The Faceless – In Becoming a Ghost (Sumerian)Wednesday, 6th December 2017
The Faceless has taken a beating over the past few years for dropping off tours (or recently dropping other bands off of their tour) and for not releasing a new album. But it doesn’t really stop there. Many were happy to rip the band a new one for introducing clean vocals (on a more regular basis) on 2012’s Autotheism. That being said, the band continues to shine in their regard to crafting the album that they want, instead of repeating what has already come before them.
The revamped line-up now includes Justin McKinney (The Zenith Passage) and Ken Sorceron (Abigail Williams), and feels like the strongest version of The Faceless to date. With what seems to be a strengthened resolve, there’s plenty of experimentation and furthering down the rabbit hole with this album. Many more synths and samples are present (and even industrial elements with “Cup of Mephistopheles”), the vibe tends to be more melancholic at times, and some jazzy bits are quite common (including some excellent flute work in “Digging the Grave”). Michael Keene’s clean vocals feel better integrated into these tracks than last time around, and Sorceron’s harsh vocals give the band a fresh vibe in that front. From a musical standpoint, there’s a lot to digest. Between the intricate riffing, jazz scaling, occasional nods into other genres, and contrasts into more progressive and melodic territory, it’s an album that will keep you interested as it shifts gears regularly (but with purpose). Look no further than their interesting cover of Depeche Mode’s “Shake the Disease,” which fires off spiraling and technical riffage amid the still melancholic chorus. The slight negative comes in the form of the two unnecessary interludes, opening the album and then allowing for a reprieve that doesn’t feel necessary, and a slightly weaker end to the album than its first few tracks.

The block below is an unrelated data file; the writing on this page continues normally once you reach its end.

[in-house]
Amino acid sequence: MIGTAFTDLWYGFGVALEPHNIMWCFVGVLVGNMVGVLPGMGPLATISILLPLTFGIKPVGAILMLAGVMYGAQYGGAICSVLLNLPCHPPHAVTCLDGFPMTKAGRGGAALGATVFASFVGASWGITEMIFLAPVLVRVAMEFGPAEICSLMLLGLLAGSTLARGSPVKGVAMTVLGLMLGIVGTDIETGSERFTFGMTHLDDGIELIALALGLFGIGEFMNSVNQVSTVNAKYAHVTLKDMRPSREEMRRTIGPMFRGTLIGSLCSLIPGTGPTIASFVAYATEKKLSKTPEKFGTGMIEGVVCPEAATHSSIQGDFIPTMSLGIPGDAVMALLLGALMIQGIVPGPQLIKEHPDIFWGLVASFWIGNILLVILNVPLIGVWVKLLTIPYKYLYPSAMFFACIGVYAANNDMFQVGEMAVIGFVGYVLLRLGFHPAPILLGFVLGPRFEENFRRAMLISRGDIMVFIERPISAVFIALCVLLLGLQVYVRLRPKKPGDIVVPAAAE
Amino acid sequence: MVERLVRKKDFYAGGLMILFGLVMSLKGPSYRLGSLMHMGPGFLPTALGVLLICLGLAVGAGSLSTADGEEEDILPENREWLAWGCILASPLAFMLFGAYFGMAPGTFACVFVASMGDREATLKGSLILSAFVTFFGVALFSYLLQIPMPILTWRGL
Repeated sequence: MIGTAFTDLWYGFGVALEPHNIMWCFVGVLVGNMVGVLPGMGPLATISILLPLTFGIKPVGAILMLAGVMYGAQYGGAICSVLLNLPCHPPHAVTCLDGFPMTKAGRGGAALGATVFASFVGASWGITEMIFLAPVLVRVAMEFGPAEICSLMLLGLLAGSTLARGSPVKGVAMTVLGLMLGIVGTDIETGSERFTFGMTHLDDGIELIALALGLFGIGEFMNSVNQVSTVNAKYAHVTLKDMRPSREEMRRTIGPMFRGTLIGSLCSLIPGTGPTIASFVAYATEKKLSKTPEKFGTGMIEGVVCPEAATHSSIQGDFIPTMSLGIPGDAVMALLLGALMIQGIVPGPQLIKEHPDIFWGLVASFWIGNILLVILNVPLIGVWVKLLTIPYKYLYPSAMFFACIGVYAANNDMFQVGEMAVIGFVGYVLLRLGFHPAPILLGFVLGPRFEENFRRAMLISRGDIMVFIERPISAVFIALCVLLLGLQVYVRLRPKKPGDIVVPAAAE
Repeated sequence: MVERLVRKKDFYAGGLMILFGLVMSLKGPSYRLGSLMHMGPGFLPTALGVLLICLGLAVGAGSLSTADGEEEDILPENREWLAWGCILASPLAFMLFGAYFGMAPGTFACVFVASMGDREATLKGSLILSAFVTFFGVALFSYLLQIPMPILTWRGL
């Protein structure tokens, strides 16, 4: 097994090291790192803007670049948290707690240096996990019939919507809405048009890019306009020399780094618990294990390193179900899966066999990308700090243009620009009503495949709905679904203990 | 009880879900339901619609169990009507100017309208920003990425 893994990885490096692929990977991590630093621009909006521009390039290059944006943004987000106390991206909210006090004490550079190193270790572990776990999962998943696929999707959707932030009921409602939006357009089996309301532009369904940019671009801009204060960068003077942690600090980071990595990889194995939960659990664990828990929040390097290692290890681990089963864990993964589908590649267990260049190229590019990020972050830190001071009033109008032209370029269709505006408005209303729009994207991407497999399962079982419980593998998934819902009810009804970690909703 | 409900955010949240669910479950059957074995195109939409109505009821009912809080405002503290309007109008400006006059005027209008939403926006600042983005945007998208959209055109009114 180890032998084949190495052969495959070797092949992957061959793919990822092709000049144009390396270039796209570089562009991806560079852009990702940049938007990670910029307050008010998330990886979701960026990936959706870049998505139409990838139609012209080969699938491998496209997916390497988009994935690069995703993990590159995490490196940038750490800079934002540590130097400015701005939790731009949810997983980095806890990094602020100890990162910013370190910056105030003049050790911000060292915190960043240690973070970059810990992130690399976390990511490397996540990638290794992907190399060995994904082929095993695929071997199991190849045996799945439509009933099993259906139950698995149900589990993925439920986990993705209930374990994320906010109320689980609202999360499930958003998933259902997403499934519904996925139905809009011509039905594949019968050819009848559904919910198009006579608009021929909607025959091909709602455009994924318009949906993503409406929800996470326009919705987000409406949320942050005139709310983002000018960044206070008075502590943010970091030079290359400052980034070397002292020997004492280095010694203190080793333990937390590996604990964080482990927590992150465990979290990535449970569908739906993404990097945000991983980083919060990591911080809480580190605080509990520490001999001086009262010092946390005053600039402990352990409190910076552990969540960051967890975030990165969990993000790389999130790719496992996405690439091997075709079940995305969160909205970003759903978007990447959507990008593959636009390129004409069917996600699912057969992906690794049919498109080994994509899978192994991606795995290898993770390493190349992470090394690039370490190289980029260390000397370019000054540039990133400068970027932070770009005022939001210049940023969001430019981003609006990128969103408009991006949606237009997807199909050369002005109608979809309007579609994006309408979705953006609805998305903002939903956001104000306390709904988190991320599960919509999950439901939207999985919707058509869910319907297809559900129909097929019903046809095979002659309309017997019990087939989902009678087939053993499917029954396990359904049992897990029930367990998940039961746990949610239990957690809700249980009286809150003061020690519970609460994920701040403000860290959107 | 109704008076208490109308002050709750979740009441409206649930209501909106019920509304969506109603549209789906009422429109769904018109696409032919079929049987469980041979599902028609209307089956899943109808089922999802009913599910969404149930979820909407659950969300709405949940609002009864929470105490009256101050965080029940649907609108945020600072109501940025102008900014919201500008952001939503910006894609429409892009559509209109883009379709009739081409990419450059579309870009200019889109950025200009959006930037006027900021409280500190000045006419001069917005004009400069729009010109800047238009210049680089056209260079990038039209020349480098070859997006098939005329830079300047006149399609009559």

Ultimately, In Becoming a Ghost is successful in allowing The Faceless to alter their formula while still keeping a semblance of their sound intact. While some may gripe about some of the outside incidents surrounding the band, there’s no denying that they can pen some incredible music when the time comes to put up or shut up. Hopefully we won’t wait another 5 years for a follow-up.